Miha: How did it work in practice?

Derek;

  1. Let Google worry about database administration, server configuration, sharding and load balancing. With Traffic Splitting, you can A/B test different live versions of your app. 
  2. Choose the storage option you need: a traditional MySQL database using Cloud SQL, a schemaless NoSQL datastore, or object storage using Cloud Storage. 

Multitenancy support lets you compartmentalize your application data.
[This is called “opinionated stacks” like “opinionated software”]
Miha: How come you then left Google to join VMware?

Derek: When Paul Maritz succeeded Diane Green as CEO,  he knew of our team at Google. He came over and said:  “I need you guys to come over and do something cool in VMware”. I personally was not interested in virtualization, so I came up with a new idea called project B29. This was  an enterprise PaaS (Platform as a Service). It had to do with Java applications, with appservers and databases using some sort of opinionated stacks.

As soon as the platform was launched I sat back and said to myself, “I missed the bigger and harder problem”. The bigger problem was not to speed up deployment, but to deliver a trusted platform, seamlessly and transparently.  In Google we had Borg, but what about the outside world? Here we have devs and devops, running separately from each other, deploying the most modern technology, which today is Docker containers, tomorrow who knows what that will be. This is not the hard problem. The hard problem is how to get over security and trust which allows both devs and devops to deliver faster.

Miha: Docker security is a big issue now,

Derek: Of course. When we started the company, I said: “Hey, the security system the way they work today (firewalls, VLANs), they are not going to work or scale to fit in this new world. They are too slow to respond, we need a better way to do this. This is not just about container security standards, like in the OCI (Open Container Initiative) that Apcera joined. It is not about scheduling smarts (BORG was not very smart, it just matched some constraints), but it did the job since 2003 and it was still a preferred tool inside Google.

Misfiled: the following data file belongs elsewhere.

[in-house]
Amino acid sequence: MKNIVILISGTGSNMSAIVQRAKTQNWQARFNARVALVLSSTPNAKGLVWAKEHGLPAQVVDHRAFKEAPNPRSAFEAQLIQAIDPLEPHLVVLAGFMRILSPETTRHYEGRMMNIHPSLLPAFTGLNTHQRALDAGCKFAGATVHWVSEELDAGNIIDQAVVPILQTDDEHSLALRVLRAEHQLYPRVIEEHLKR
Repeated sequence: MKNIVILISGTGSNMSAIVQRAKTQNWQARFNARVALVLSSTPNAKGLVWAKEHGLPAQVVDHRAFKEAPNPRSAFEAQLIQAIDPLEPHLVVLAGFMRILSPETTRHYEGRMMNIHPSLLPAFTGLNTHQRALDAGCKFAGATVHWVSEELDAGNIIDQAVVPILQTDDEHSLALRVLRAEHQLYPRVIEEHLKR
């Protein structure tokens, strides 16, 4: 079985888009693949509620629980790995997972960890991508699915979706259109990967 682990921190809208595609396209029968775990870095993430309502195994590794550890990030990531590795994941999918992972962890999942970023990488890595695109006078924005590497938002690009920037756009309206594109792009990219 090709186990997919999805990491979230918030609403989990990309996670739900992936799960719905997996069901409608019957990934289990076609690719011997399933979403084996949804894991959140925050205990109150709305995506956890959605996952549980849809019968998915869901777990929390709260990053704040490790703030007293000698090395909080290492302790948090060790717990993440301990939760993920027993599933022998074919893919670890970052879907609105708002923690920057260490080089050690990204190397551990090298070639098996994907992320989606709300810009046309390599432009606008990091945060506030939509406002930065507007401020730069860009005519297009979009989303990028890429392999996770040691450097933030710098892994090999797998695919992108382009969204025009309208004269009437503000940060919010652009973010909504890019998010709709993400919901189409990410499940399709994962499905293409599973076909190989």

How Apcera Started

Miha: When did you start Apcera?

Derek:  In 2012, VMware open sourced the project, delivering a technology that did what it said it did. From the interaction with the customers, I discovered that we solved the wrong problem, yet the train had left the station. It was not like Cloud Foundry 2.0 where I can do a re-write and try to solve a different set of problems. Devs and devops are all about speed and innovation and all new tools. But in my opinion, they do not see the forest for the trees. I realized this was not about speeding things up; it is how to have a system that reasons and decides those things transparently, and enforces those decisions and policies  to drive trust. How do I reason if you are allowed to deploy something? How do I reason to whom you are allowed to talk?

Derek paused for a few seconds:

Derek: Back to VMware, they created a system that in my opinion  allowed OpenStack to exist.  By that I mean not race to reduce costs as much as possible, but offering a class of  services that attract  me to move from one cluster to another. I think most of those services will be around data services, human machine interfaces, and Artificial Intelligence and Machine Learning.

I have two options: I can either (1) Hire expensive experts from IBM or Amazon, for example, to create all these services, and greatly increase the costs, or (2) create a platform that overrides the complexity to  move services  from one cloud to another